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ship alone-" which was $1,000 more than the [other] owners had authorized me to sell her for."

As the eighteenth century passed away the improvements in merchant shipping, so far as improvements were made, were due chiefly to the enterprise of slavemerchants, and at the beginning of the nineteenth century there was nothing afloat of their size that could overhaul the slavers that were turned into privateers during the war of 1812.

In the nineteenth century the slave-trade had relatively much less influence on shipping, but it is certain that the Venus from Baltimore was the forerunner of the splendid Yankee clippers whose voyages previous to the Civil War astonished the maritime world. It is certain, too, that the building of small, swift schooners enriched many a Yankee ship-yard owner in the years before our Civil War. If the sole end of government were the promotion of business interests, then it might be said that those officials who winked at the doings of slavers served their country well.

What goods were used in the slave-trade has been recorded in many official documents. Here is the bill of lading of the Sierra Leone, a Yankee slaver in the middle of the eighteenth century.

"Shipped by the Grace of GOD in good Order and well conditioned, by William Johnson & Co., owners of the said Schooner, called the Sierra Leone, whereof is master under God for this present voyage, David Lindsay, & now riding at Anchor in Harbour of Newport, & by God's grace bound for the Coast of Africa: To say," etc. The usual list of rum, food, and shackles follows, with "sixty musketts, six half barrels Powder" and so on, the bill ending at last with

these words: "And so God send the good Schooner to her desired Port in Safety. Amen."

There is no reason to suppose that the invocations to the Deity were a mere vain following of custom. There is the record of "one good old elder, whose ventures on the coast had uniformly turned out well." He "always returned thanks on the Sunday following the arrival of a slaver in the harbor of Newport, that an overruling Providence has been pleased to bring to this land of freedom another cargo of benighted heathen, to enjoy the blessing of a Gospel dispensation." As the author of "Examen de l'Esclavage en Général," a French pro-slavery work, says: "Devotion was at that time the great occupation in Europe; and it was believed that Christians and sugar might easily be made at the same time."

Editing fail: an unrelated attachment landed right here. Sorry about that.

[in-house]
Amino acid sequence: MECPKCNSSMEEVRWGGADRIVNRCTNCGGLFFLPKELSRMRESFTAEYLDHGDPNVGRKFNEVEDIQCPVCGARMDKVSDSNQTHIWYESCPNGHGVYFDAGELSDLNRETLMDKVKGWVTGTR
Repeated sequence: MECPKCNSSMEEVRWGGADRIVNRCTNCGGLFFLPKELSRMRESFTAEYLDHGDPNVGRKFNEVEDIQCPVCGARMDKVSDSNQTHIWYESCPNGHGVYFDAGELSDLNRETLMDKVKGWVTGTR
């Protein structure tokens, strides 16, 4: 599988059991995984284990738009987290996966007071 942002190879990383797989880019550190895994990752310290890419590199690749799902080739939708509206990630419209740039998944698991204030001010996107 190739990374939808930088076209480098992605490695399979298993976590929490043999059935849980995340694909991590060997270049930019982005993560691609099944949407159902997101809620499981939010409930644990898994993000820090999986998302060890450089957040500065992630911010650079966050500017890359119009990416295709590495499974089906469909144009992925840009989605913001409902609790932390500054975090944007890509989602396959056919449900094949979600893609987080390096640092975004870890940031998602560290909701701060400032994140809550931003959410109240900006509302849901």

In 1801, when the prices on the slave-coast were at the highest, the following goods were given for one prime slave. The list is quoted from Gower Williams :

"One piece of chintz, 18 yards long; one piece of baft, 18 yards long; one piece of chelloe, 18 yards long; one piece of bandanoe; seven handkerchiefs; one piece of niccannee, 14 yards long; one piece of cushtae, 14 yards long; three pieces of romalls; forty-five handkerchiefs; one large brass pan; two muskets; twenty-five kegs powder; 100 flints; two bags of shots; twenty knives; four iron pots; four hats; four caps; four cutlasses; six bunches beads; fourteen gallons brandy." The total cost of the articles was £25.

The captain of another slave-ship, writing in 1757, gives a list of his cargo as follows:

"Have on bord 140 hhds. Rum for owners, 100 lbs. Provitions, 12 Thousand lbs. bread, six 4-pounders, 4

swevles & 4 cowhorns [a kind of gun], small arms, &c."

In the earliest days rum was the best article for the purchase of slaves. At the end of the eighteenth century, when slaves were obtained chiefly by murderous raids, arms were of first consequence. And then when the slavers established great depots and barracoons on the slave-coast a time came when coin was wanted more than any other commodity.

When Commodore M. C. Perry was in command of the African squadron he sent the following letter to Washington:

UNITED STATES FRIGATE MACEDONIAN,